Vibo to Locri: A Magical Mystical Two-Day Tour
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After your brief playtime on the shores of Capo Vaticano, head east from Vibo Valentia on route 182, by way of Soriano and through a magical forest to Serra San Bruno. Founded by the German mystic St. Brunone, who died here in 1101, this is a fascinating complex of buildings from various eras. The Calabrian earthquakes have torn down parts of structures, yet Andrea Palladio's façade for the church still stands, as do the magnificent library and cloisters. Guided tours are offered daily, but only to men, since these monks still adhere strictly to St. Brunone's extremely rigorous discipline. Days are very long here, divided between prayers, physical exercise, work in the wrought iron, wood and stone laboratories, and very little chit-chat. Now and then the pious fathers (32, at last count) can be seen at dawn, silently gliding through the snowy woods in their white hooded robes (rumored to be made of the finest cashmere), softly singing vespers. That is the only glimpse a woman will ever get of these men, but even if she has to content herself with a walk to the manmade lake, where a statue of the saint stands waist-deep in the chilly waters, she will be giving her male traveling companions a fine gift if she allows them to see the monastery without her.

Ferdinandea Afterwards, take route 110 south to 100Bis, which leads after a handful of miles to the Ferdinandea. There is something very special about this part of Calabria, which was once the royal hunting grounds of King Ferdinand of Naples. Drive through the thick forest for miles and you'll rarely see a soul, and then suddenly you round a corner and come upon the massive stone hunting lodge, sunken in a clearing just slightly larger than its perimeter. Get out and walk through the guards' quarters and you'll soon imagine it bustling with dogs, robust rosy-cheeked warriors, exhausted cooks and clouds of fragrant steam. Today the only sound is the rustle of the wind in the leaves.
Retrace your tracks back to route 110S and continue on to Bivongi. The landscape has changed drastically by now, with trees giving way to vast vineyards. In the picturesque hill town, stroll down the narrow streets, under archways and past high stone walls. The 11th-century church of San Giovanni Theresti is considered a masterpiece of Norman-Byzantine art. If you have lunch here, try the local wine, but not too much: Calabrian wine is strong!
Continuing on 110S you'll soon come to Stilo, a fairly well preserved village with several fine churches. The main attraction here, however, is the Byzantine Cattolica, thought to have been built either in the 7th or the 10th century. Its elegant red brick façade, topped by four cylindrical cupolas, is visible from afar as you climb the slopes of Mt. Consolino. Inside, the church is small, austere and extremely mystical.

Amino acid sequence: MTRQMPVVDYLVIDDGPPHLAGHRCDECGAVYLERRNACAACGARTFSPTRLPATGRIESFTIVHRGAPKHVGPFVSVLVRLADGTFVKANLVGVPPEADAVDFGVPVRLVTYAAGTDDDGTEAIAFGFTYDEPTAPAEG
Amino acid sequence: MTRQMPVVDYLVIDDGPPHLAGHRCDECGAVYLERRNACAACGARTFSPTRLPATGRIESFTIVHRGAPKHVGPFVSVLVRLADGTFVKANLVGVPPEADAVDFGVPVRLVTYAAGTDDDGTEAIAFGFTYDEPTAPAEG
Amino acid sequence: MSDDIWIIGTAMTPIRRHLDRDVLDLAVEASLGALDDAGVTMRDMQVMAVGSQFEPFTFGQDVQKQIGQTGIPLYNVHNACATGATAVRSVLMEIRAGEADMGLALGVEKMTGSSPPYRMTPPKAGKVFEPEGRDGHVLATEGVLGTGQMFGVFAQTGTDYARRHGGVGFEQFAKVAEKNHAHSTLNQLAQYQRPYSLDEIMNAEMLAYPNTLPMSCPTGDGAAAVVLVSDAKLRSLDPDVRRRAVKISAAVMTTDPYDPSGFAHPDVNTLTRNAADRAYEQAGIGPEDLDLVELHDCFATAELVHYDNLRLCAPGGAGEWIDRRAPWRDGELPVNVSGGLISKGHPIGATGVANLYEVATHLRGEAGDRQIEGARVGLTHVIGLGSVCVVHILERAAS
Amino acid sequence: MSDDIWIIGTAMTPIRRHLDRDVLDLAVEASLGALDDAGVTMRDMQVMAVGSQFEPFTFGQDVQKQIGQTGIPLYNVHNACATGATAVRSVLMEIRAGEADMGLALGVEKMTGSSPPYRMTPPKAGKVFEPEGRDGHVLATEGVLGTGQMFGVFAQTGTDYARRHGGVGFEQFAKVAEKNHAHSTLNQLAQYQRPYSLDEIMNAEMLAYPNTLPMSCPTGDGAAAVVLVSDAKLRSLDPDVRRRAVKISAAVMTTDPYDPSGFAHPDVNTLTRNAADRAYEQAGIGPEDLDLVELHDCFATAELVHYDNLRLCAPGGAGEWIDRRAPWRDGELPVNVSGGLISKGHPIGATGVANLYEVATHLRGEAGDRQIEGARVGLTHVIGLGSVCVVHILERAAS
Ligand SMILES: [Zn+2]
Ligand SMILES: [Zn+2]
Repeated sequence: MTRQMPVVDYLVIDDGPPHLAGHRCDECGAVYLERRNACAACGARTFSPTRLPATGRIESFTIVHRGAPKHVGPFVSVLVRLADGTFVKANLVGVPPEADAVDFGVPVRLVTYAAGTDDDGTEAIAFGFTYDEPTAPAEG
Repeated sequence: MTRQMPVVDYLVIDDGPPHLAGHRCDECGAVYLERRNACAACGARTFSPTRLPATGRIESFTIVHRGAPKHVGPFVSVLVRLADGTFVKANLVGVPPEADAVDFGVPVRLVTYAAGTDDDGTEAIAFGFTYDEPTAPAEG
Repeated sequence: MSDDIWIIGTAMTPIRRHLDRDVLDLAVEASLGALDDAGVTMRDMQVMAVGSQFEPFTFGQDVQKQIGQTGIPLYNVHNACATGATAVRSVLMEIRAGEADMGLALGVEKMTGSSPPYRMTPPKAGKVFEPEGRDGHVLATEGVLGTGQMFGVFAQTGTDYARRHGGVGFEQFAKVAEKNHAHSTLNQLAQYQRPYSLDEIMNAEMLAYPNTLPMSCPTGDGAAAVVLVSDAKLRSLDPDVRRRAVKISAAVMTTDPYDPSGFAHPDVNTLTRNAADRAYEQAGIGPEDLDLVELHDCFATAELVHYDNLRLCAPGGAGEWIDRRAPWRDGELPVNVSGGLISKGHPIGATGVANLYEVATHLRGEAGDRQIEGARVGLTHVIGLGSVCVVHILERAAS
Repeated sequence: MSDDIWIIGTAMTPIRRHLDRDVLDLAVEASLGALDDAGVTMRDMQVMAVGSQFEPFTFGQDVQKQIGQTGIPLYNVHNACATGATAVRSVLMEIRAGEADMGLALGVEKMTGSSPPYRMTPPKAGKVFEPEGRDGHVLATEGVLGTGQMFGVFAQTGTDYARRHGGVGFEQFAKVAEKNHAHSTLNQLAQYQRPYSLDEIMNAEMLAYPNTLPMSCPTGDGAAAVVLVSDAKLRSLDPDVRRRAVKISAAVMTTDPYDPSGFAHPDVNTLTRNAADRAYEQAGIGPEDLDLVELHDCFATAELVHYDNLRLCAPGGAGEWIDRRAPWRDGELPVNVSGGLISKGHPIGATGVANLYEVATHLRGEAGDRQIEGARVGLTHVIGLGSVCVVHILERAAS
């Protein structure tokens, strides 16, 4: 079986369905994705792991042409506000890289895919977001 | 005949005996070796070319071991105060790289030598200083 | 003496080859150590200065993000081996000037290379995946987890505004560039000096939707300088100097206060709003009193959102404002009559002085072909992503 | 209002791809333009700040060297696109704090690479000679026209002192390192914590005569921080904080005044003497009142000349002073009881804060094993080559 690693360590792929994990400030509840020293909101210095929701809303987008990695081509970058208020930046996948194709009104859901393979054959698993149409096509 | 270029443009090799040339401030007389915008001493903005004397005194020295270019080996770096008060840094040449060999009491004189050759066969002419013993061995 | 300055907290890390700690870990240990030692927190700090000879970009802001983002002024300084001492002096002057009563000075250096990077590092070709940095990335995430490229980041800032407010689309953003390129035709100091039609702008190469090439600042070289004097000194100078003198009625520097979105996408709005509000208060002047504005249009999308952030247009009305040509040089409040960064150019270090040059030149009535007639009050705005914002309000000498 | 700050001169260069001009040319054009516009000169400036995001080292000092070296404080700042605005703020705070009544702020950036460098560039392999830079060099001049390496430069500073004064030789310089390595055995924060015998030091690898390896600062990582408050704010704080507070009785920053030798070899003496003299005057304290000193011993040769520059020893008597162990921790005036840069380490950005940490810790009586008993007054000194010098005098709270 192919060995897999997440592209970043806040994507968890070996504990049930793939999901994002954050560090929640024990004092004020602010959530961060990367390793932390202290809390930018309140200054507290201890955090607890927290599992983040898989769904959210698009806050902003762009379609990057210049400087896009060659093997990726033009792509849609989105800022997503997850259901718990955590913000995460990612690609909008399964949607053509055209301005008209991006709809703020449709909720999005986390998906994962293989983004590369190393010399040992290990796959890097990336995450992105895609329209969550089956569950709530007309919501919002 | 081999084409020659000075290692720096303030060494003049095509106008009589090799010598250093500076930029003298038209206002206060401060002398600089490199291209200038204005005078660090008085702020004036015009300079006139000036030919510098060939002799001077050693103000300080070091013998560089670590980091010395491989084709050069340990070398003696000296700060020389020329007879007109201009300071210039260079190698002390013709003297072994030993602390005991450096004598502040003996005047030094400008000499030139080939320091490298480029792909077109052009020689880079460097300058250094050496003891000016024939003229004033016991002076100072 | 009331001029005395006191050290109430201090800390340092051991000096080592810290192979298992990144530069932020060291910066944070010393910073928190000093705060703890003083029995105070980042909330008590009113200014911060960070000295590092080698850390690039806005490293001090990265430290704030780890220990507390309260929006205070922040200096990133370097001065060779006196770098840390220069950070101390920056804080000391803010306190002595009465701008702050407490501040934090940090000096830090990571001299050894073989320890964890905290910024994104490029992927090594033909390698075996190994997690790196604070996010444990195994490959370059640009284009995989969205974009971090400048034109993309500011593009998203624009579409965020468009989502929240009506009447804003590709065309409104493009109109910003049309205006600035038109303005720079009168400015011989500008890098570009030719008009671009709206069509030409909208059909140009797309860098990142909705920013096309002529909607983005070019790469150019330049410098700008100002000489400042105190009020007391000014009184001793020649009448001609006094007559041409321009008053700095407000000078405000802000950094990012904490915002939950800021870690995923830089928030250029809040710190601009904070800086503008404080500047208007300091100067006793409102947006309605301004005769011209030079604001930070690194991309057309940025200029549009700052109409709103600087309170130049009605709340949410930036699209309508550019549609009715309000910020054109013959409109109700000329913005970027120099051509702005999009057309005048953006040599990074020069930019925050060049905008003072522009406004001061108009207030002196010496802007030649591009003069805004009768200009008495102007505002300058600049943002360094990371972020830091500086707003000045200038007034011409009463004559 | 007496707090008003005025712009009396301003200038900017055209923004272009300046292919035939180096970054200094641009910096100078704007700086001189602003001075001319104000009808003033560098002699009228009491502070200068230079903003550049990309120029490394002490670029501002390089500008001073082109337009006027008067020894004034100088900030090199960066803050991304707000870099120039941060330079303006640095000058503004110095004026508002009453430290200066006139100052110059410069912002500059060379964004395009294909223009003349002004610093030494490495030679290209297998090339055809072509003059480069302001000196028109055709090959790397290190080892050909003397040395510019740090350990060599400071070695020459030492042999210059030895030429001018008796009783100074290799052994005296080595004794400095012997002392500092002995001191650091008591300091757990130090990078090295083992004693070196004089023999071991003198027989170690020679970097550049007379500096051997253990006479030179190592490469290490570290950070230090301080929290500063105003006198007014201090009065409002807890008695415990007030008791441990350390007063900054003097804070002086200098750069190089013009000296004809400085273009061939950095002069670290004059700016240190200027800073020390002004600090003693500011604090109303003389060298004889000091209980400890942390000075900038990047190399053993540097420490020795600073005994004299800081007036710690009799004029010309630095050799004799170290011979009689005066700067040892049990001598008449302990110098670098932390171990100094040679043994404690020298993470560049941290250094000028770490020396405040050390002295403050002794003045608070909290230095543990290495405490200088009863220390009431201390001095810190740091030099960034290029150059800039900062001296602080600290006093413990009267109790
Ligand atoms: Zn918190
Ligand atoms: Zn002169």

From here take 110 and then the provincial road to Stignano, where you'll visit a spot that is as worldly as the Cattolica is remote. Villa Caristo is a sterling example of a great Baroque family home, replete with marble sculptures, ornate fountains, lush gardens, an olive press and a wood-burning oven big enough to fill its own building. Even if you are unable to find anyone to let you tour the interior, a visit to Villa Caristo will give you a wonderful chance to visualize what upper-class life was once like in Calabria. If you are allowed inside, you'll be treated to frescoes, stuccos and arches; be sure to see the private chapel.

From here continue east to the coast, where you'll pick up route 106S, then 111W to another Calabrian highlight, the medieval town of Gerace (pictured here). On the way into town you'll pass a series of pottery workshops carved into the clay hillside; stop to admire and purchase if you want. Founded in the 9th century by Greek refugees, Gerace is one of the most interesting towns in southern Italy. It has a grandiose 12th-century castle, an absolutely breathtaking 11th-century cathedral, and three Byzantine churches (S. Giovanello, S. Maria del Maestro and S. Maria del Monserrato). If you're here in summer, expect crowds. Otherwise expect to be inspired. Gerace

Back on 106S, it's a 15-minute drive down the hill to Locri Epizefiri, another ancient stronghold. The remains here are especially evocative, because they are scattered here and there in an olive grove, to be discovered one by one. First you'll come upon the temple and a wall, then you'll encounter a theatre and another temple, then you'll find the sanctuary of Persephone. One thing you'll find very little of is tourists. Like Sibari and Capo Colonna, the ancient remains of Locri have been left behind by modern Calabria, and if you listen quietly, you're liable to hear ancient Greek on the wind.

The last stop on our mystical tour is Bombili. Take 106S about 4 miles from Locri, then turn off on the provincial road, to the Sanctuary of Our Lady of the Grotto, reached by climbing 141 steps carved into a hillside. Behind the sanctuary is a "convent," actually no more than dozens of cells carved into the rocks.

Visits to Serra San Bruno are held daily 11-12am and 4-5pm. Ring the doorbell. Also, a very few places are available for men who wish to stay for a period, if they agree to follow the monastery's strict regime (write to Certosa di Serra San Bruno, C.da Certosa, 1, 89822 Serra San Bruno (VV).

Click here for information about the museum at Locri Epizefiri.

A simple but charming place to stay at the end of this tour is La Casa di Gianna in Gerace.

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